Over the holidays, I was blessed to spend several days in Washington DC exploring the wonders of DC’s many museums. Over the next few weeks I’ll be diving into our adventures and featuring the Best of DC tips to help you plan your Capital Adventure. DC is a must-see destination – it is a mix of living history, culture and a vibrant city that blends the unique interwoven cultures of America as a coat of many colors all part of the fabric of this great nation.
America’s Capital City is home to seventy-four museums – including the world-renowned Smithsonian Insitute.
The Smithsonian alone includes nineteen unique museums giving varied interwoven stories of art, science, history and more.
Needless to say it could take a year or more of museum exploring to experience all that DC can offer, so in planning a trip to the Capital – it is important to keep a few things in mind:
- Plan ahead – be prepared with an itinerary, but also flexible to make adjustments as necessary. The msueums will take longer than you think to explore. The good news is most of the museums are on the National Mall corridor (or surrounding area), with a few exceptions so you can cover more ground that way.
- Book you tickets in advance! I was frustrated that when I went to organize tickets for The Smithsonian prior to our trip it was very confusing to find information about getting the free timed tickets. In the past I’d never had issues simply walking in, but things have changed. If you don’t see the link for timed entry on the website – take time to call ahead to verify the entry process. We were unable to get into several museums due to lack of ‘tickets’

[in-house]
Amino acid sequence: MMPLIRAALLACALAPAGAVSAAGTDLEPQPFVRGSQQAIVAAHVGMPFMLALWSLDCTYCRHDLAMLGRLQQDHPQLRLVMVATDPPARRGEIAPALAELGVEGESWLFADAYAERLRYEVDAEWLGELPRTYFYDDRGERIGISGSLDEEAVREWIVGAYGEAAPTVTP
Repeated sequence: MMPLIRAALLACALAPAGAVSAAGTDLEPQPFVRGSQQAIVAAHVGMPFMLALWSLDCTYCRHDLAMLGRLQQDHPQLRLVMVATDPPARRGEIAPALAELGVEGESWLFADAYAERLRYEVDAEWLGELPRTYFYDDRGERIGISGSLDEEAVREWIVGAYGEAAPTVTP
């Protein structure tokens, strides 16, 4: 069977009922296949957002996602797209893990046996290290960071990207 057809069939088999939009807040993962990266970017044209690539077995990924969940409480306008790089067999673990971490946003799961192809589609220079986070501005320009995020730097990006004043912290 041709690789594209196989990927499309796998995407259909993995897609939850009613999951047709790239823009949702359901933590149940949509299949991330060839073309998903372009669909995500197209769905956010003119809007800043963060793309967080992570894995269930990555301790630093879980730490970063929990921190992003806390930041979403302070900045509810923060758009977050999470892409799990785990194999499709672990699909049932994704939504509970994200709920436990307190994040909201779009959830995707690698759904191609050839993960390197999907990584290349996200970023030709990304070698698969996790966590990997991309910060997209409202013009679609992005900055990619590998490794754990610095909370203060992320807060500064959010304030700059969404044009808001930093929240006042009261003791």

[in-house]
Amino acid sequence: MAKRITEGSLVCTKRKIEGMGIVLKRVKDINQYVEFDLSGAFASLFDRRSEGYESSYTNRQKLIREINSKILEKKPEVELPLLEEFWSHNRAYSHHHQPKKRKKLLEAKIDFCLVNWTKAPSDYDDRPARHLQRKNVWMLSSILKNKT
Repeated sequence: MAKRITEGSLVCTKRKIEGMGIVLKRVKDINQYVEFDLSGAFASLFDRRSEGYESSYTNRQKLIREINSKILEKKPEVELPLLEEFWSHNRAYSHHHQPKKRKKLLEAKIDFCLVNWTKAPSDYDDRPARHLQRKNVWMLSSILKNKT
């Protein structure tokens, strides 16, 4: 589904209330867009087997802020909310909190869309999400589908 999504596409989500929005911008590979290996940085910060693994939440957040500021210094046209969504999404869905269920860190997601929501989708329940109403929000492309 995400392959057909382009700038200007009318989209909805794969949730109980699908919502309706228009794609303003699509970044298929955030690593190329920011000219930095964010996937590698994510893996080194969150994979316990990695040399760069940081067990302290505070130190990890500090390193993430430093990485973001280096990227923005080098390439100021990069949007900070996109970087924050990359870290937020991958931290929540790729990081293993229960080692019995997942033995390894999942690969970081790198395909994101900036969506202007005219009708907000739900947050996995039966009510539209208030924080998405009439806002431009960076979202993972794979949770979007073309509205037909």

- Give yourself grace-I mention this because every time I visit DC I want to cram everything it. I want to see the historical sites, museums, the concert halls…but when you simply race from one experience to another you aren’t truly able to enjoy and take in the beauty and history of each place.
- If it is your first time visiting DC – I recommend you focus on:
- Monuments – The Washington Monument, Lincoln Memorial and other memorials (Vietnam, MLK, WWII, Jefferson, etc…) are must sees and really breathe spirit and life into the quest for a better America in spite of conflict
- Make time to stop at the National Archives – you will want to make an e-reservation. Admission is free with timed ticketing as of 2022/23. This is the home of The Declaration of Indepence, Bill of Rights and so much more.
- Check out The Capitol Building – Even if you don’t have time to tour the interior – even taking in a moment at the steps of the nation’s dream of democracy in action is moving. No matter what your political leanings – this is where our nation struggles and works for a better future for all-Americans.
- Choose a Smithsonian museum or two to focus your time on…The Smithsonian has 19 museums and each are filled with historical, cultural and scientific treasures that take time to dive into. I recommend The Natural Museum of History and Air and Space Museum for first time visits. I personally love the Museum of the American Indian and National Portrait/SAAM Galleries…
- If it is your first time visiting DC – I recommend you focus on:
- Choose a theme for your trip: Are you focused on history? Culture? Art? Science? By focusing your trip around a ‘theme’ you can give yourself full attention to taking time to focus on slowing down and really learning and enjoying the moment.
- Ex: My mother and I wanted to dedicate this DC trip to art museums. While we explored a few other DC historical sites as well – our focus was dedicating each day to really taking in the art at several of DC’s amazing art museums.
- Ex: Have a variety theme: National Zoo, Air and Space, Natural History, The White House and Monuments are a good mixer if you have around 4-5 days in DC